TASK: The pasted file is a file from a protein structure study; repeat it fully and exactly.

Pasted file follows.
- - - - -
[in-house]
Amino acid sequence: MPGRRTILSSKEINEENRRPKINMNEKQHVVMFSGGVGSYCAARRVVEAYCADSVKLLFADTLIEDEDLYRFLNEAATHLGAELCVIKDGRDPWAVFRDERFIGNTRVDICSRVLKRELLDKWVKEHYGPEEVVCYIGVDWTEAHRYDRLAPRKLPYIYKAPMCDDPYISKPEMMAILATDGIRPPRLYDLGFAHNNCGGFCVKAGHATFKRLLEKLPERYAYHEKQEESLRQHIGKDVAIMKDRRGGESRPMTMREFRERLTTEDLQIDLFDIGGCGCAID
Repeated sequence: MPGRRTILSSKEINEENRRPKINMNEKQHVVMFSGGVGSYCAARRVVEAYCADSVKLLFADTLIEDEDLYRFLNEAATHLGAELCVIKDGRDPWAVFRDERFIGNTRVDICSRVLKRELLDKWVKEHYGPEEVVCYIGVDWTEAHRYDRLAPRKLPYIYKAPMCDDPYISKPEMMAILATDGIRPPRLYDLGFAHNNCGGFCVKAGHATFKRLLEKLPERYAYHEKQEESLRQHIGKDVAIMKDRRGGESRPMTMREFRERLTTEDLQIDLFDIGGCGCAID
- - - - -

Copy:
[in-house]
Amino acid sequence: MPGRRTILSSKEINEENRRPKINMNEKQHVVMFSGGVGSYCAARRVVEAYCADSVKLLFADTLIEDEDLYRFLNEAATHLGAELCVIKDGRDPWAVFRDERFIGNTRVDICSRVLKRELLDKWVKEHYGPEEVVCYIGVDWTEAHRYDRLAPRKLPYIYKAPMCDDPYISKPEMMAILATDGIRPPRLYDLGFAHNNCGGFCVKAGHATFKRLLEKLPERYAYHEKQEESLRQHIGKDVAIMKDRRGGESRPMTMREFRERLTTEDLQIDLFDIGGCGCAID
Repeated sequence: MPGRRTILSSKEINEENRRPKINMNEKQHVVMFSGGVGSYCAARRVVEAYCADSVKLLFADTLIEDEDLYRFLNEAATHLGAELCVIKDGRDPWAVFRDERFIGNTRVDICSRVLKRELLDKWVKEHYGPEEVVCYIGVDWTEAHRYDRLAPRKLPYIYKAPMCDDPYISKPEMMAILATDGIRPPRLYDLGFAHNNCGGFCVKAGHATFKRLLEKLPERYAYHEKQEESLRQHIGKDVAIMKDRRGGESRPMTMREFRERLTTEDLQIDLFDIGGCGCAID